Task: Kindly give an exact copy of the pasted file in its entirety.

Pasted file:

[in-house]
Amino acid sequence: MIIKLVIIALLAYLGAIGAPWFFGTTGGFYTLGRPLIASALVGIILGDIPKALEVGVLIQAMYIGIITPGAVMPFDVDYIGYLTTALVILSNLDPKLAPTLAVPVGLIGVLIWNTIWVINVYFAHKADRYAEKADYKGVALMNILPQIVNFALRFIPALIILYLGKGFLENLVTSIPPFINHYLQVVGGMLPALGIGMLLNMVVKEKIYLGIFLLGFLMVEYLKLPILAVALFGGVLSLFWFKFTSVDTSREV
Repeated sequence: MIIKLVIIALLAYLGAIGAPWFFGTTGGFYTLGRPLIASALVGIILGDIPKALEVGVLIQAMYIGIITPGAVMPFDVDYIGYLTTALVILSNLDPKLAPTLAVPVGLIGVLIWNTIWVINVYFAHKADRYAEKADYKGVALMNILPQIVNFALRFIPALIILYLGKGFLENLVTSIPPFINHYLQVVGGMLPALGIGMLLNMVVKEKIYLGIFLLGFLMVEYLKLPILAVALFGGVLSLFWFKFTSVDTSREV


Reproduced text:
[in-house]
Amino acid sequence: MIIKLVIIALLAYLGAIGAPWFFGTTGGFYTLGRPLIASALVGIILGDIPKALEVGVLIQAMYIGIITPGAVMPFDVDYIGYLTTALVILSNLDPKLAPTLAVPVGLIGVLIWNTIWVINVYFAHKADRYAEKADYKGVALMNILPQIVNFALRFIPALIILYLGKGFLENLVTSIPPFINHYLQVVGGMLPALGIGMLLNMVVKEKIYLGIFLLGFLMVEYLKLPILAVALFGGVLSLFWFKFTSVDTSREV
Repeated sequence: MIIKLVIIALLAYLGAIGAPWFFGTTGGFYTLGRPLIASALVGIILGDIPKALEVGVLIQAMYIGIITPGAVMPFDVDYIGYLTTALVILSNLDPKLAPTLAVPVGLIGVLIWNTIWVINVYFAHKADRYAEKADYKGVALMNILPQIVNFALRFIPALIILYLGKGFLENLVTSIPPFINHYLQVVGGMLPALGIGMLLNMVVKEKIYLGIFLLGFLMVEYLKLPILAVALFGGVLSLFWFKFTSVDTSREV